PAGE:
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Old 04-29-2016, 08:26 PM   #1
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On the last leg of our trip and, naturally, we had to encounter as least one issue. Unfortunately, my tablet won't let do a search (??) so I have to start a new thread.

I stupidly plugged in our toaster oven to the outside receptacle, not thinking about the fact our electric heater was still set to 'on' as well. As soon as the temperature dropped and the heater kicked on, the GFCI did it's job and shut down all the circuits on the line. We tried resetting the breakers, checked for a blown fuse, etc., but nothing. The outside GFCI, of course, will not reset either. Any suggestions other than waiting until we get home to call the repairman?

Jan
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Old 04-29-2016, 08:36 PM   #2
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Did you try resetting the one below the kitchen counter too? Under the rear dinette, there's a gray box suspended from the seats (on mine) driver's side, there are two breakers there too. If you have those, did you reset those as well?
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Old 04-29-2016, 08:50 PM   #3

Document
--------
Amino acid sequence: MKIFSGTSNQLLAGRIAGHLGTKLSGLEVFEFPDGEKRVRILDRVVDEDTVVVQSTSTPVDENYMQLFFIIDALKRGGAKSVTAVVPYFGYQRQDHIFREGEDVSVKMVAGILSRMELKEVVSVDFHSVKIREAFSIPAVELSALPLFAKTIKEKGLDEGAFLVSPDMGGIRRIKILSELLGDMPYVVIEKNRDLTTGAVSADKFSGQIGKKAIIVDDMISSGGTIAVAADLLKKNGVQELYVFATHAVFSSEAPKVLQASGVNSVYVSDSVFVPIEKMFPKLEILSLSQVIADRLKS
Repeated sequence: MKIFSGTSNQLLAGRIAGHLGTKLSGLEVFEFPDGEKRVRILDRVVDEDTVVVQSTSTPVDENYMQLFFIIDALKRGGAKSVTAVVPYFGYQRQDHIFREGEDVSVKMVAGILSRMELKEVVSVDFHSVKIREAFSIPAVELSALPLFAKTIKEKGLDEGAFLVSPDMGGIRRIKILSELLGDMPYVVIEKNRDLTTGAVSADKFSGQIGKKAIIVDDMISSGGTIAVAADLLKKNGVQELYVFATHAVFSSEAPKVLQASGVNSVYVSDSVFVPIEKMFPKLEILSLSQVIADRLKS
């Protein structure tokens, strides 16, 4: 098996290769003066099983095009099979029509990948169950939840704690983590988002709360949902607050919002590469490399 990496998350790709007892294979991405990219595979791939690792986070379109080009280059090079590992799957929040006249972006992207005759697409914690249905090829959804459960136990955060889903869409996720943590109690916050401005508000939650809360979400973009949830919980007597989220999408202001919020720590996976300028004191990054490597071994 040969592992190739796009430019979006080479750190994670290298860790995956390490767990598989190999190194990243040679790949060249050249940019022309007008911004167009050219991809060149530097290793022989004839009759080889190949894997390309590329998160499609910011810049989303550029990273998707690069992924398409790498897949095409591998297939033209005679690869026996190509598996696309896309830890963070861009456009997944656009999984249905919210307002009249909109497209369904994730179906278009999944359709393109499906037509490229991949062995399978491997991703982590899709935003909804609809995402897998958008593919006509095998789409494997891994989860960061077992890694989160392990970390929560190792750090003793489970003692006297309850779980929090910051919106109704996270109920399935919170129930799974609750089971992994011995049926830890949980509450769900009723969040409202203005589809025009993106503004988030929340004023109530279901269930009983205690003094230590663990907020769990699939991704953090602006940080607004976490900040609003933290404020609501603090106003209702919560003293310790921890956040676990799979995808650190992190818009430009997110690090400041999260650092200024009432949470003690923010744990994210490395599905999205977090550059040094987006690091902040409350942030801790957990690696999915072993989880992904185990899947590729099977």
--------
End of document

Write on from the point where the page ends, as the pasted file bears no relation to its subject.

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THANK YOU DONNA!!!!!!!!! We found the 15 amp switches under the seat next to the bathroom (who would have thought there were hidden breakers?!?), flipped them to off and then on, pushed in the GFCI button and we have power!!! We owe you beer (or two) at the Fall NOG ... and a bottle of wine!
J&J
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Old 04-29-2016, 08:53 PM   #4
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You're more than welcome. I won't tell you how I know about those breakers
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Old 04-29-2016, 08:57 PM   #5
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And I'm not asking ��
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Old 04-29-2016, 09:29 PM   #6
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Glad it all worked out, and that Donna 'somehow' knew how to solve the mystery.

In case this happens to someone one, you should realize that when you overload a circuit like that, the GFI will not have any effect, it is just there for a ground fault interruption. In this case only the breaker should trip, as it did.
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Old 04-29-2016, 10:32 PM   #7
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Quote:
Originally Posted by CADreamin View Post
THANK YOU DONNA!!!!!!!!! We found the 15 amp switches under the seat next to the bathroom (who would have thought there were hidden breakers?!?), flipped them to off and then on, pushed in the GFCI button and we have power!!! We owe you beer (or two) at the Fall NOG ... and a bottle of wine!
J&J
Say what? Switches under the seat next to the bathroom, hidden breakers

My 19 is a 2014 also and I'm pretty sure that I don't have hidden breakers. I know the breaker for my exterior GRCI is in the panel.

Anyone have a photo of these hidden breakers?

Ron
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Old 04-30-2016, 12:45 AM   #8